Every cat has its own personality, with some being more outgoing than others, but when a typically social cat is suddenly quiet and reserved it can be concerning.
In most cases, cat owners have no idea why their cat is sad or depressed. But, by looking out for some signs, you can rest easy in knowing that it may be temporary. Also, learn more about some frequent causes of depression in cats and your best course of action.
Signs of a Depressed Cat
A picture is worth a thousand words. So, is the look of your cat. Pay attention to some signs of possible depression in your cat.
- Vocal clues or changes in vocalization: Your cat may meow more or less than usual. These are very audible indications that your cat may be unhappy. These unhappy noises are usually low-pitched, mournful yowls. Purrs do not always indicate happiness and an unhappy kitty might also purr more as a way to comfort themselves as well. Other cats that are normally vocal may become quiet, while quiet cats can turn up the volume.
- Body language: Sometimes your cat’s body language can clue you in on their unhappiness and there are many eye, ear, fur, and body positions that can indicate this. Ears held back, tail tucked, hair standing on end, and other body signs are all forms of silent communication that your cat may be sad.
- Aggression or fear: Sad cats tend to be more reactive and act out with aggression or fearfulness. If you notice behavior changes that result in your cat being scared or abnormally aggressive then they may be sad.
- Clingy or hiding or changes in personality: A sad cat may lose interest in the activities that used to engage him, become reclusive, and hide. More quiet cats can become clingy or demanding and the fear of strangers that all cats seem to share can become heightened when a cat is sad.
- Excessive sleep: Cats normally sleep a lot but sad or depressed cats sleep even more. If there have been changes in the location of a favorite nap spot this can also indicate sadness.
- Poor grooming or changes in grooming: This can be a sign of unhappiness and ill health. Cats that do not feel well or are depressed often stop grooming themselves leaving very unkempt looking coats.
- Not eating or change in appetite: If your cat has stopped eating or you've noted a sudden change in appetite, it may be unhappy about something. Sad cats may snub foods they previously enjoyed and may even lose interest in their favorite treats.
- Spraying or changes in bathroom habits: A sad cat may use their own scent to feel better by urinating in inappropriate places. There are many reasons for urinating outside of the litter box but stress, depression, and sadness are high on this list. Your cat may urinate in high-value areas such as lookouts, your bedroom, or places where the scent of a deceased pet or missing human lingers in order to spread their own scent. Also, if your cat soils outside of the litter box, this should raise a red flag.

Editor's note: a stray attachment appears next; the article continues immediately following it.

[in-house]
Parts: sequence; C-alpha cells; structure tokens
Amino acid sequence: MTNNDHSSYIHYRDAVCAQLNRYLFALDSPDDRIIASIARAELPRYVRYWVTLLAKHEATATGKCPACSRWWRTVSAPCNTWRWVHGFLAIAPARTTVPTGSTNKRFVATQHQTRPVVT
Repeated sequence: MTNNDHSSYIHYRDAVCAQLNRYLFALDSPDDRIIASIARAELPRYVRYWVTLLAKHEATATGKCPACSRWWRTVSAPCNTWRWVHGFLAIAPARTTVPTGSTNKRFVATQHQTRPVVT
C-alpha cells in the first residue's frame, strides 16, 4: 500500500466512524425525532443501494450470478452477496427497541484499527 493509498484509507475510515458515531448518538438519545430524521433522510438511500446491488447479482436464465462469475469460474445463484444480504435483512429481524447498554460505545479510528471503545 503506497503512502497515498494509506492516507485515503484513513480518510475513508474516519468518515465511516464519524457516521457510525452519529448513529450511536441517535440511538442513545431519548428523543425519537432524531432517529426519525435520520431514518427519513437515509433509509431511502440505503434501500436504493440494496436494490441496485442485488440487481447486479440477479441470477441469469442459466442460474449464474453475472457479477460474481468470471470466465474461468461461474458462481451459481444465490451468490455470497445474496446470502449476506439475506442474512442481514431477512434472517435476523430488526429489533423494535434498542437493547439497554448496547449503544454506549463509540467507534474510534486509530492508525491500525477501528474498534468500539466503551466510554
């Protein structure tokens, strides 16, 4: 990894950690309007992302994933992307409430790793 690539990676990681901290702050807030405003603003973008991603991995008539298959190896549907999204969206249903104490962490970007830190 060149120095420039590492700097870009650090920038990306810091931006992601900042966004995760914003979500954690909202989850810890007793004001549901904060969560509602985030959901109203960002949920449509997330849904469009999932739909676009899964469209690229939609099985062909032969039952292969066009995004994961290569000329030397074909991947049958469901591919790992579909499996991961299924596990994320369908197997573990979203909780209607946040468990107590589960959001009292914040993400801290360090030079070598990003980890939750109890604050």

- Excessive scratching: If your cat is sad or depressed, it may start scratching objects more so than usual to relieve stress and mark its territory.
Reasons Why a Cat Gets Depressed
There can be several reasons why a cat gets depressed. Cats can grieve. They bond with human and non-human family members and can grieve when the dynamics of the relationship is lost. No matter the reason why, be sure to give it extra time and attention until its happiness level improves. If pain is the culprit, then take your cat to the veterinarian.
Illnesses can cause your cat to not feel well and even possibly be in pain. The cat may not be its playful self if it hurts to move around. The cat might feel nauseated, not want to eat, have a hormonal imbalance, or have no energy due to the illness. Conditions such as fatty liver disease, FIV, FeLV, upper respiratory diseases, diabetes, hypothyroidism, dental disease, and others are all serious health problems that can affect your cat’s happiness level. If you suspect your cat is depressed because it is sick, then you should schedule a visit with your vet as soon as possible.
Injuries may limit your cat’s ability to do things it once enjoyed. Pain after an injury can also keep your cat from feeling as happy as it usually is. Make sure you are following your veterinarian’s recommendations regarding pain relief or if your cat seems to be in pain, schedule an appointment to have it checked out. Even old surgeries and injuries can cause lingering pain or discomfort in your cat and may require chronic pain relief.
Loss of a Loved One
Losing a family member is always tough for everyone involved and your cat is no exception. When a family member (human or animal) passes away or moves out, your cat may grieve and become depressed. This is usually only a temporary behavior and with some time your cat will return to normal. If your cat is depressed because another cat in the household has passed away, they may benefit from a new cat friend (or they may not). Be cautious in adding another housemate too soon to the family. Time is usually the best remedy for major family member changes, but there are also natural remedies such as pheromones and nutritional supplements that can help your cat be happier in the meantime.